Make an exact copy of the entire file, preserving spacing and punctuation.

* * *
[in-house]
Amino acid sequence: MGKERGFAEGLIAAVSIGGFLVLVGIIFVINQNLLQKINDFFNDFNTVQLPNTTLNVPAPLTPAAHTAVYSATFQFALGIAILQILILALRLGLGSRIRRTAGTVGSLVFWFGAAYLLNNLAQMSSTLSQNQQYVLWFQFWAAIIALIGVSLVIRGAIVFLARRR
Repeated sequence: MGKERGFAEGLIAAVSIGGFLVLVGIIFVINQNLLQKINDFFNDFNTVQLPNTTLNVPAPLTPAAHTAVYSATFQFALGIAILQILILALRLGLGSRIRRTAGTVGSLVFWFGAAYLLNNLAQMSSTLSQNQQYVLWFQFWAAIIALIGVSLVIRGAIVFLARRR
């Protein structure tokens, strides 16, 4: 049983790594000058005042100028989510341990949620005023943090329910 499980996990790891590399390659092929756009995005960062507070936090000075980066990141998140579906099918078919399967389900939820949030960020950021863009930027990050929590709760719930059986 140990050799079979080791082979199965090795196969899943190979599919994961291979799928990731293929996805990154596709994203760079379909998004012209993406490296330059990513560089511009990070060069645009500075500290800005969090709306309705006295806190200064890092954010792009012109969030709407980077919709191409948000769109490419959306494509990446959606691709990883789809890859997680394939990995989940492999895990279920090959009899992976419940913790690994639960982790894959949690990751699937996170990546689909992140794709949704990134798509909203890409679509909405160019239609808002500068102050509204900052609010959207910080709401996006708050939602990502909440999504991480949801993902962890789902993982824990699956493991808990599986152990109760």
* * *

[in-house]
Amino acid sequence: MGKERGFAEGLIAAVSIGGFLVLVGIIFVINQNLLQKINDFFNDFNTVQLPNTTLNVPAPLTPAAHTAVYSATFQFALGIAILQILILALRLGLGSRIRRTAGTVGSLVFWFGAAYLLNNLAQMSSTLSQNQQYVLWFQFWAAIIALIGVSLVIRGAIVFLARRR
Repeated sequence: MGKERGFAEGLIAAVSIGGFLVLVGIIFVINQNLLQKINDFFNDFNTVQLPNTTLNVPAPLTPAAHTAVYSATFQFALGIAILQILILALRLGLGSRIRRTAGTVGSLVFWFGAAYLLNNLAQMSSTLSQNQQYVLWFQFWAAIIALIGVSLVIRGAIVFLARRR
């Protein structure tokens, strides 16, 4: 049983790594000058005042100028989510341990949620005023943090329910 499980996990790891590399390659092929756009995005960062507070936090000075980066990141998140579906099918078919399967389900939820949030960020950021863009930027990050929590709760719930059986 140990050799079979080791082979199965090795196969899943190979599919994961291979799928990731293929996805990154596709994203760079379909998004012209993406490296330059990513560089511009990070060069645009500075500290800005969090709306309705006295806190200064890092954010792009012109969030709407980077919709191409948000769109490419959306494509990446959606691709990883789809890859997680394939990995989940492999895990279920090959009899992976419940913790690994639960982790894959949690990751699937996170990546689909992140794709949704990134798509909203890409679509909405160019239609808002500068102050509204900052609010959207910080709401996006708050939602990502909440999504991480949801993902962890789902993982824990699956493991808990599986152990109760």